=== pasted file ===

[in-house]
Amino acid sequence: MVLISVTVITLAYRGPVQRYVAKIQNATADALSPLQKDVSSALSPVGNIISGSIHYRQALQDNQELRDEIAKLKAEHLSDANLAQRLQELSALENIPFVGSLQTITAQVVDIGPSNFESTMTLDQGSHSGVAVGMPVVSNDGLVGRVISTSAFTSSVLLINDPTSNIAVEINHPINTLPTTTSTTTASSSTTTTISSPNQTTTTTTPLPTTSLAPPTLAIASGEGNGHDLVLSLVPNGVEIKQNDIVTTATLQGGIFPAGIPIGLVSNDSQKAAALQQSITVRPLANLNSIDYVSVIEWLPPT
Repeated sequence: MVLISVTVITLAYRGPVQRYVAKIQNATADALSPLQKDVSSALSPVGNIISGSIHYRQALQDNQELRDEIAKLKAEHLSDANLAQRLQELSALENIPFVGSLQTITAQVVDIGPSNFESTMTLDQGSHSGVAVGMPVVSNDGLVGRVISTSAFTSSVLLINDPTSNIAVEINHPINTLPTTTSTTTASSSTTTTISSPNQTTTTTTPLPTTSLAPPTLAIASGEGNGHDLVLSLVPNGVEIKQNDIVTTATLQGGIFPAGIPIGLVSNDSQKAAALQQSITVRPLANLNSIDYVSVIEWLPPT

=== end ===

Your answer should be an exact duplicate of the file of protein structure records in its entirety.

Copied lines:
[in-house]
Amino acid sequence: MVLISVTVITLAYRGPVQRYVAKIQNATADALSPLQKDVSSALSPVGNIISGSIHYRQALQDNQELRDEIAKLKAEHLSDANLAQRLQELSALENIPFVGSLQTITAQVVDIGPSNFESTMTLDQGSHSGVAVGMPVVSNDGLVGRVISTSAFTSSVLLINDPTSNIAVEINHPINTLPTTTSTTTASSSTTTTISSPNQTTTTTTPLPTTSLAPPTLAIASGEGNGHDLVLSLVPNGVEIKQNDIVTTATLQGGIFPAGIPIGLVSNDSQKAAALQQSITVRPLANLNSIDYVSVIEWLPPT
Repeated sequence: MVLISVTVITLAYRGPVQRYVAKIQNATADALSPLQKDVSSALSPVGNIISGSIHYRQALQDNQELRDEIAKLKAEHLSDANLAQRLQELSALENIPFVGSLQTITAQVVDIGPSNFESTMTLDQGSHSGVAVGMPVVSNDGLVGRVISTSAFTSSVLLINDPTSNIAVEINHPINTLPTTTSTTTASSSTTTTISSPNQTTTTTTPLPTTSLAPPTLAIASGEGNGHDLVLSLVPNGVEIKQNDIVTTATLQGGIFPAGIPIGLVSNDSQKAAALQQSITVRPLANLNSIDYVSVIEWLPPT